U.K. Chancellor of the Exchequer Rishi Sunak vowed to plow more money into public services in this week’s budget as he seeks to boost Britain’s recovery from the worst recession in a century.
The “budget is about the future, it’s about building that stronger recovery for our country,” Sunak told Sky News on Sunday.
“It actually means very strong continued investment in public services. It means driving our future economic growth by investing in infrastructure, innovation and skills...It means giving businesses confidence through all the things we’re going to do to support them, and lastly it means supporting working families as we have done through the last year.”
“Those things combined are what deliver a stronger economy for the British people, and that’s what next week’s budget is going to do,” he said.
Sign up for the New Economy Daily newsletter, follow us @economics and subscribe to our podcast.
Sunak is preparing to deliver a budget and spending review on Wednesday against the backdrop of a stuttering recovery and rising virus cases. There’s also the growing threat of faster inflation and rising interest rates, which increase the cost of servicing a U.K. debt load that swelled during the pandemic and now stands close to 100% of economic output.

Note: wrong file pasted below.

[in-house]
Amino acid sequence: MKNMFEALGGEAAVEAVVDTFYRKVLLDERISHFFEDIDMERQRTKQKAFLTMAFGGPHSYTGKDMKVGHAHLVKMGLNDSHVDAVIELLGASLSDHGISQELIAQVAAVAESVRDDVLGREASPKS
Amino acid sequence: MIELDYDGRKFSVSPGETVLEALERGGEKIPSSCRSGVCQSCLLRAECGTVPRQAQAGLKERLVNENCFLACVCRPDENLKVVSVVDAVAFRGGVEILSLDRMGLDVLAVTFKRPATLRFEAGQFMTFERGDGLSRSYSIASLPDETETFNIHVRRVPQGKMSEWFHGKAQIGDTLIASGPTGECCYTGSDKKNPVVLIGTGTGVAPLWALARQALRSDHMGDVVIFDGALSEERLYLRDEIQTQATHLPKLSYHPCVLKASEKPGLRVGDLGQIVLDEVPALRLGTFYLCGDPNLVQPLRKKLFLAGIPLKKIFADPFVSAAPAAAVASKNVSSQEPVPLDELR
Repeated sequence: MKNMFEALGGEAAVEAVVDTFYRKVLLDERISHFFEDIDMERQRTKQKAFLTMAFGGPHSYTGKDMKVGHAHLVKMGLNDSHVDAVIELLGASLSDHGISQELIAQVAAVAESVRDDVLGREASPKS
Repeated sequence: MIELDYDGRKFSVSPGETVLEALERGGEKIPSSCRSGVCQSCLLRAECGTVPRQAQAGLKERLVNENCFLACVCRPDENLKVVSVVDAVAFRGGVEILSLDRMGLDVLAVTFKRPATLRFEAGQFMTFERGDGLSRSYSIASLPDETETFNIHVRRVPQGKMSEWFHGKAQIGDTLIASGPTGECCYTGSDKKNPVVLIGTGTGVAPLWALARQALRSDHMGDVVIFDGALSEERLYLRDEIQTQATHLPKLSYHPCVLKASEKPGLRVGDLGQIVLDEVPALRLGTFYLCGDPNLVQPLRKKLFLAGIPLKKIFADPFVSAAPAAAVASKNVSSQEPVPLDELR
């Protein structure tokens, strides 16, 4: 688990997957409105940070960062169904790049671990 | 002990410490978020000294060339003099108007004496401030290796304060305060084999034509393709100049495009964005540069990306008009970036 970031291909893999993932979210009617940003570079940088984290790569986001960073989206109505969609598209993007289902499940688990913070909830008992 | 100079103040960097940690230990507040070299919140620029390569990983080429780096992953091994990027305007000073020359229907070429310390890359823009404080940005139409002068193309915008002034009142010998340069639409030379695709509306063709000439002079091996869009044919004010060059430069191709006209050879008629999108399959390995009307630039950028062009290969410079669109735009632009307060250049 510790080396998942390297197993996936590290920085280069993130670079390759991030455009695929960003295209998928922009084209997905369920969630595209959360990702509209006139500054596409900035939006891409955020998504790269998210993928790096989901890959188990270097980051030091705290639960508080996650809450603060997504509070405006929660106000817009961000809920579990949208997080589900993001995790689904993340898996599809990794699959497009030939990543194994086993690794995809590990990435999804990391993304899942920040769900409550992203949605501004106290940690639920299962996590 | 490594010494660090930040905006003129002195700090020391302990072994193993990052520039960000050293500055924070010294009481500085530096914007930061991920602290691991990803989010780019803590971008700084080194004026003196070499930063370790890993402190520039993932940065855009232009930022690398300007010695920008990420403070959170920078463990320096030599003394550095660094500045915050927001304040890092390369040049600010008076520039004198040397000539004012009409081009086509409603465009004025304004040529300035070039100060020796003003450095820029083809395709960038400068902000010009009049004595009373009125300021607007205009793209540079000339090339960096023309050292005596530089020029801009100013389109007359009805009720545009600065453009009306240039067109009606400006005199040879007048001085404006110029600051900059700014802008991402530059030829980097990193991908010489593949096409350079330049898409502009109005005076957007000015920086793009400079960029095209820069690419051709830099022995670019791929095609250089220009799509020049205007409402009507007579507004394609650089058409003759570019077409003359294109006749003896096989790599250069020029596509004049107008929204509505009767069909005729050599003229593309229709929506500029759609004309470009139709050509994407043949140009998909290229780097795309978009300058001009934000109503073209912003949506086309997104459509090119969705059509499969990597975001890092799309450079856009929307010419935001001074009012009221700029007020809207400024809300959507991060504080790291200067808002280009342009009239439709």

The chancellor has called it his “sacred” duty to restore fiscal rigor to the public finances, and in an effort to balance the books, he’s already frozen income tax thresholds and public sector pay, cut foreign aid, announced plans to raise corporation tax by six percentage points from 2023, and unveiled plans for a new tax on workers, employers and dividends to fund health and social care.
Shunned and Unloved, U.K. Business Is Boxed In by Boris Johnson
©2021 Bloomberg L.P.
BNN Bloomberg Picks
Cathie Wood’s Ark loads up on Twitter as stock sputters
Toronto Mayor expects economic jolt as city staff prepare office return
Former CN, CP Rail exec Mark Wallace dies
Nasdaq partners with Amazon to move market trading to the cloud next year
Most manufacturers facing more acute labour shortage than last year: survey
Cyber Monday misses estimates on short supply, weak deals